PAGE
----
On 6 May, the Qatari attorney general has ordered the arrest of Finance Minister Ali Sharif al-Emadi on charges related to the abuse of his office. The Minister of Commerce and Industry, Ali bin Ahmed Al-Kuwari, was announced as al-Emadi’s immediate replacement. Al-Emadi had served in a variety of roles in the Qatari government and financial sector, including serving as the chairman of the Qatar National Bank and on the board of the powerful Qatar Investment Authority (QIA), Qatar’s enormous sovereign wealth fund. Among the charges being brought against Al-Emadi are damage to public funds, exploiting his post, and abuse of power.
KSC: Victims’ Counsels Assigned in Thaçi et al case and Mustafa case
On 7 May, the Registrar of the Kosovo Specialist Chambers (KSC) assigned Mr Laws to represent the victims in the case of the Specialist Prosecutor v Hashim Thaçi, Kadri Veseli, Rexhep Selimi and Jakup Krasniqi. The Pre-Trial Judge accepted nine individuals as victims participating in the proceedings on 21 April 2021. Mr Laws was admitted to the List of Victims’ Counsel on 30 October 2020. On 7 May, the Registrar also assigned Dr Pues to represent the victims in the Case of the Specialist Prosecutor v. Salih Mustafa. The decision comes a week after the Pre-Trial Judge accepted the applications of five victims to participate in the proceedings. Dr Pues was admitted to the List of Victims’ Counsel on 25 October 2018.
ECtHR: Judgment Concerning the Judicial System of Poland
On 7 May, the European Court of Human Rights (ECtHR) ruled that a Polish company had been denied its right to a proper hearing due to the illegal appointment of a Constitutional Court judge, opening the way for further challenges to Poland’s top court. Poland’s ruling Law and Justice (PiS) party has introduced a series of judiciary reforms that critics, including the European Union’s executive, may harm the independence of the courts. PiS legislators have also elected three constitutional court judges to roles already filled by the previous parliament. The case concerned one of those judges, and the ruling by Europe’s rights court raises the prospect that other verdicts of the Polish constitutional court will be questioned. This is the first time, as far as an EU member state is concerned that the national constitutional tribunal is found to be unlawfully composed.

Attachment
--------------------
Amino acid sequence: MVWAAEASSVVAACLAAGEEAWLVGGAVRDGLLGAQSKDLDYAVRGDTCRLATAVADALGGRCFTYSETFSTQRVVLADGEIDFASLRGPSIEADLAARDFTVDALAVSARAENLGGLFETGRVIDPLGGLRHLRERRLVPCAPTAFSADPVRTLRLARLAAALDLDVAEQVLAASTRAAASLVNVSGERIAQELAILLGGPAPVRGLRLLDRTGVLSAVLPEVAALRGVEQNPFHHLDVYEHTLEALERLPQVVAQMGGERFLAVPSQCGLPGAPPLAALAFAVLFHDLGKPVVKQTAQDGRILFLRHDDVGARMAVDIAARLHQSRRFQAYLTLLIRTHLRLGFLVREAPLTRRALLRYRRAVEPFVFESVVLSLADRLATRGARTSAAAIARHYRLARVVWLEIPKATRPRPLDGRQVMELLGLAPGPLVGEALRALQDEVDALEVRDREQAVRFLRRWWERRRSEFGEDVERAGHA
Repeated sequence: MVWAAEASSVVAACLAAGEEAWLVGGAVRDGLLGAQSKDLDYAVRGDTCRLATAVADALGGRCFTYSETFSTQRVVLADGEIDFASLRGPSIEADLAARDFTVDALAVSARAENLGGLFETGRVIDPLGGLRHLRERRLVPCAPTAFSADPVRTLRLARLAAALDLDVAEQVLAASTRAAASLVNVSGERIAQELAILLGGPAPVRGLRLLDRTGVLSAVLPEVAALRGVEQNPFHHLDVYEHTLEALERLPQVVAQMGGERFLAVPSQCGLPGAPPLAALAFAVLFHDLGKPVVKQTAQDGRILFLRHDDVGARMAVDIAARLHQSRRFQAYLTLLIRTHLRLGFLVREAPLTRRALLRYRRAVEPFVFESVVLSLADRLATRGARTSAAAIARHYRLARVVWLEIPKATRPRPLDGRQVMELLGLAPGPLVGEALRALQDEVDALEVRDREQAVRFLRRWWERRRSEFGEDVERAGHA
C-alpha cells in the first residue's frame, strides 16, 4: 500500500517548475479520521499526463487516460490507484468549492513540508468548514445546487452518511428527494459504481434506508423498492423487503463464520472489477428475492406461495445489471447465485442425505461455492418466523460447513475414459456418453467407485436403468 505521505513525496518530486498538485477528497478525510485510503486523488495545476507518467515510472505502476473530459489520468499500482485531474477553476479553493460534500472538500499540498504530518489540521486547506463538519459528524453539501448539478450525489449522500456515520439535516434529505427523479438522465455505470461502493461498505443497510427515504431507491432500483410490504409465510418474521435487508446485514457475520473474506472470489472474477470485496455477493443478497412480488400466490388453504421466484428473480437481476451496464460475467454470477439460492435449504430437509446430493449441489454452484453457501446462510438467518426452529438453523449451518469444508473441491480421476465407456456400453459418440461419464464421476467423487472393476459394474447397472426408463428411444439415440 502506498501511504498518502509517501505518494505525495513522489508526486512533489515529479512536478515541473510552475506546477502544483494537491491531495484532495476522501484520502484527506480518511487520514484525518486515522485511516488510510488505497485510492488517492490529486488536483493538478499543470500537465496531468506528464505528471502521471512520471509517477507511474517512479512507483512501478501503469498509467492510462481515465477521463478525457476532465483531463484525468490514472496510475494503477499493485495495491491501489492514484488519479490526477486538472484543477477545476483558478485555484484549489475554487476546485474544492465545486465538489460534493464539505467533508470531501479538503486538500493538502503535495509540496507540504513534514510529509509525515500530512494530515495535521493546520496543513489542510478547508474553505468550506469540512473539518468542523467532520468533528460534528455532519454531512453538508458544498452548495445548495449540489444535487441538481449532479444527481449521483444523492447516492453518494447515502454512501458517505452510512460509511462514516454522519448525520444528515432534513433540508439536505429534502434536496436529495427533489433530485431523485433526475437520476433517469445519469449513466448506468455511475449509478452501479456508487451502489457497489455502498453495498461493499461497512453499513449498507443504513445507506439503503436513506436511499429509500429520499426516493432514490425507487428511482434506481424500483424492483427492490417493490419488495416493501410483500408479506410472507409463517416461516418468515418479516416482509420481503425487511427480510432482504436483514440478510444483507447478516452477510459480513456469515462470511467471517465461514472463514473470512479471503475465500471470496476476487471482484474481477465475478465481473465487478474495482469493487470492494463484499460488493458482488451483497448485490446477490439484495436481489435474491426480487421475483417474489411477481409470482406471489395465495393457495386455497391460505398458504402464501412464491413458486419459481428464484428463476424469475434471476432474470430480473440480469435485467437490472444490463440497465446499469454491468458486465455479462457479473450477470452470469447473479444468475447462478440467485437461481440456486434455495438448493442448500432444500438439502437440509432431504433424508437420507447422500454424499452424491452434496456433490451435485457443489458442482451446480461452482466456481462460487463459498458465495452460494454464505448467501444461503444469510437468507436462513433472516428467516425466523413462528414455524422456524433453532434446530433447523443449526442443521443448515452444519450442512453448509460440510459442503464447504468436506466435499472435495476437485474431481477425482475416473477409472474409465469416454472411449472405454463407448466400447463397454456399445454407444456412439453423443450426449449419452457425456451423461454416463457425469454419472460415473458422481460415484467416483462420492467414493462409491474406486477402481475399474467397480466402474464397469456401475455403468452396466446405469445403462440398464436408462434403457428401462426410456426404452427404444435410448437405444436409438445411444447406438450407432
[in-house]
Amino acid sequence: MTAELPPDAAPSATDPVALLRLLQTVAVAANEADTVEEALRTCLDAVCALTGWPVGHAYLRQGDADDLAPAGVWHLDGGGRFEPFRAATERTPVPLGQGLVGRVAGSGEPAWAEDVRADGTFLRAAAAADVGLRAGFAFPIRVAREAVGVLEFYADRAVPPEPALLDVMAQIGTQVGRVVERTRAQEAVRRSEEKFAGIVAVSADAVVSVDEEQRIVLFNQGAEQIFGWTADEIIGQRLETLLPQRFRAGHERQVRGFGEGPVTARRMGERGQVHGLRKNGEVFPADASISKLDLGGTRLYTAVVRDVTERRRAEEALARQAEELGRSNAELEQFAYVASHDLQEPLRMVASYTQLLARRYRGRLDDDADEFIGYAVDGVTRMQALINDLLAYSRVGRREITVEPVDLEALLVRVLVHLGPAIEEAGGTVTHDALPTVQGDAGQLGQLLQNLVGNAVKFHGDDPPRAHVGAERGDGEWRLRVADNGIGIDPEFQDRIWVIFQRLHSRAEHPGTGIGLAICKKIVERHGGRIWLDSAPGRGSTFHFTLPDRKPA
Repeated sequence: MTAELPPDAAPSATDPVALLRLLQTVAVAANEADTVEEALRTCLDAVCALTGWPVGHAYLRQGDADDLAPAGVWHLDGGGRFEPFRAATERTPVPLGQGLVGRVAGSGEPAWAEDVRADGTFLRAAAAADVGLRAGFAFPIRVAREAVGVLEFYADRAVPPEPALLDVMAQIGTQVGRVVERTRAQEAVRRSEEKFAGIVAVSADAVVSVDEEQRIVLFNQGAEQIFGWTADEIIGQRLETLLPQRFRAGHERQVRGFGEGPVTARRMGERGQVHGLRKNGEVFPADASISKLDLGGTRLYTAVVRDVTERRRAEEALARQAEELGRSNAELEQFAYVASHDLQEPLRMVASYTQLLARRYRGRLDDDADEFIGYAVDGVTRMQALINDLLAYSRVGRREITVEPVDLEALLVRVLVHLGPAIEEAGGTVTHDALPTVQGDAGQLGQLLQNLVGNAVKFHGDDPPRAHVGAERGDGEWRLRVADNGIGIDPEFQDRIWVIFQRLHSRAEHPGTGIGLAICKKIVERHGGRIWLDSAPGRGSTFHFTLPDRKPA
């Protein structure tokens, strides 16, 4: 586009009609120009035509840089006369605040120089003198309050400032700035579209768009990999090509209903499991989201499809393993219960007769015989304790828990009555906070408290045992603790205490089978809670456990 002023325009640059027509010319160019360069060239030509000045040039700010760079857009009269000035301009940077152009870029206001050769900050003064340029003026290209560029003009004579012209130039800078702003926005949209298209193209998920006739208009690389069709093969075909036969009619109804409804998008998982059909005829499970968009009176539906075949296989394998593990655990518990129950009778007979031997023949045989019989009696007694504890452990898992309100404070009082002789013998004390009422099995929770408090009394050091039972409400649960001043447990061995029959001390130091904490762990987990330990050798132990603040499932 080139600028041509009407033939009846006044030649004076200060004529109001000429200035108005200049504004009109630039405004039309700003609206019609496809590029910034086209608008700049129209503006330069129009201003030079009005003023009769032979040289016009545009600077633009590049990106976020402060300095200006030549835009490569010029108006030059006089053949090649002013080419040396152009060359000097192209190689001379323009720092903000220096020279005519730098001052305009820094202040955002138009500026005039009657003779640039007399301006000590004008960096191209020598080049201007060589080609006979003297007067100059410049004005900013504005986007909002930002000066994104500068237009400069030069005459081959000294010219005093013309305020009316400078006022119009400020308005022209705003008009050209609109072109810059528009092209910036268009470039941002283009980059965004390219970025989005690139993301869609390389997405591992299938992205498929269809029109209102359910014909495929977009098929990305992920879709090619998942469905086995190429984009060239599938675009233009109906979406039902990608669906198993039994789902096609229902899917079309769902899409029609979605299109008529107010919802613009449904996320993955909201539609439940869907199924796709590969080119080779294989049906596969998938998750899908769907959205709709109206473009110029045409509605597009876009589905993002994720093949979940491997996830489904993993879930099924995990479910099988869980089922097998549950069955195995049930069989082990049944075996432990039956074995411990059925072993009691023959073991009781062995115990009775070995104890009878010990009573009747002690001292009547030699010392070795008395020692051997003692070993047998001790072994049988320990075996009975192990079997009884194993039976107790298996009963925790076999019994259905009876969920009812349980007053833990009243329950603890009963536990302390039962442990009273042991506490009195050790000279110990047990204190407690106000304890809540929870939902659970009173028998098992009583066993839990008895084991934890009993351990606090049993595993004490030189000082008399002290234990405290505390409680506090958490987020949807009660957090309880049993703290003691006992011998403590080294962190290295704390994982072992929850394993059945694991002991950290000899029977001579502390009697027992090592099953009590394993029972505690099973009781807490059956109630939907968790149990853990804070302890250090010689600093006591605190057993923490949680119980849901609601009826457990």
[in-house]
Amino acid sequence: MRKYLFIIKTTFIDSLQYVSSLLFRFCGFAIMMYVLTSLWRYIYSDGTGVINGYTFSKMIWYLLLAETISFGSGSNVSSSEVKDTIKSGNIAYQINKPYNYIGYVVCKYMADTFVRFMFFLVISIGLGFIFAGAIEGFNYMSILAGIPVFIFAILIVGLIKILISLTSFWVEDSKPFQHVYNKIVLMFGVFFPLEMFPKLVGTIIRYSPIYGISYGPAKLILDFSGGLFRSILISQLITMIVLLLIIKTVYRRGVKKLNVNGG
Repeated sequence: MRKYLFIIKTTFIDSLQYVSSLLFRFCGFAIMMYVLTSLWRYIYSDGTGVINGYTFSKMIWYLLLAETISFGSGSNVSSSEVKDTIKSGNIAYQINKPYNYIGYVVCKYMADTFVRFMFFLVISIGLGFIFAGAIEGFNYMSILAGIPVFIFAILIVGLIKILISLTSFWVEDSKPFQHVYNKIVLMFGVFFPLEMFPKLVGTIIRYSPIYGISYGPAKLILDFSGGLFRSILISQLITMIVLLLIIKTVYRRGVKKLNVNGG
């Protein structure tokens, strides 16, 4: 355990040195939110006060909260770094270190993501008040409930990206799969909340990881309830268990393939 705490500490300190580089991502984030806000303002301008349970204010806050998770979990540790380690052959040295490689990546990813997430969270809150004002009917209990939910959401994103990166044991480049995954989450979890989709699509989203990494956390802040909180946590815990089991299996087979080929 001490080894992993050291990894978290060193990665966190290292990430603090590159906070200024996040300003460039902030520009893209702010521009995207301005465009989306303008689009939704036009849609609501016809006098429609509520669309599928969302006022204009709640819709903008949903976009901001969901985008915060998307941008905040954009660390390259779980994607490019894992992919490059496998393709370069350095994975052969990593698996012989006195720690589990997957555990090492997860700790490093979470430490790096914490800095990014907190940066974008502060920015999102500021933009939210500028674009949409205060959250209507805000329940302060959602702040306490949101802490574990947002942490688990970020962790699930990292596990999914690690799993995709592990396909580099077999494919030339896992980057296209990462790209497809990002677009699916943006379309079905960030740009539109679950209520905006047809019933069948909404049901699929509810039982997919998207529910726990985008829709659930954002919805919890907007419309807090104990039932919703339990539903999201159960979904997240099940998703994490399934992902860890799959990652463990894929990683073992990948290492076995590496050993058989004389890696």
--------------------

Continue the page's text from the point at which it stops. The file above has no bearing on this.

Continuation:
INTERNATIONAL PEACE AND SECURITY SECTION
Myanmar: Journalists under Severe Threat
On 3 May, Mr Thar Lun Zaung Htet, the founder of Khit Thit Media outlet affirmed their commitment to continue reporting from Myanmar until democracy is achieved. Having founded the Media outlet in 2018, Mr Thar Lun Zaung Htet noted, that reporting in the country has become so dangerous that journalists who take pictures with their phones risk being arrested or shot by security forces. Chief of the UN Human Rights Myanmar Team, Mr James Rodehaver noted, that the military Junta is executing a clear plan to deny free access to information in the country. The plan involves a crackdown of media outlets including outlawing or censoring access, shutting down the internet, and brutal attacks on journalists. Furthermore, during protests and demonstrations, the military has shown a clear intent to target and singles out media personnel, with brutal attacks that are intended to scare them from covering the events.
OHCHR: Deep Concerns about Developments in Cali, Colombia
On 4 May, Marta Hurtado, Spokesperson for the UN High Commissioner for Human Rights stated, that the UN was deeply concerned with developments in Colombia. In the city of Cali, police fired on protestors protesting against proposed tax reform. During the five days of demonstrations, 19 people were killed with over 800 wounded by the police. Further, human rights activists have been threatened and harassed by the authorities. The Columbian Presidency announced that controversial tax reform legislation would be withdrawn from Congress, but protestors have taken to the streets. The government has mobilised soldiers and police against the protestors. UN high commissioner for Human Rights spokesperson Marta Hurtado reminded state authorities of their responsibility to protect human rights for all people including the right of peaceful assembly, right to life, and security of the person.
OSCE: Ceasefire Violations Recorded in Ukraine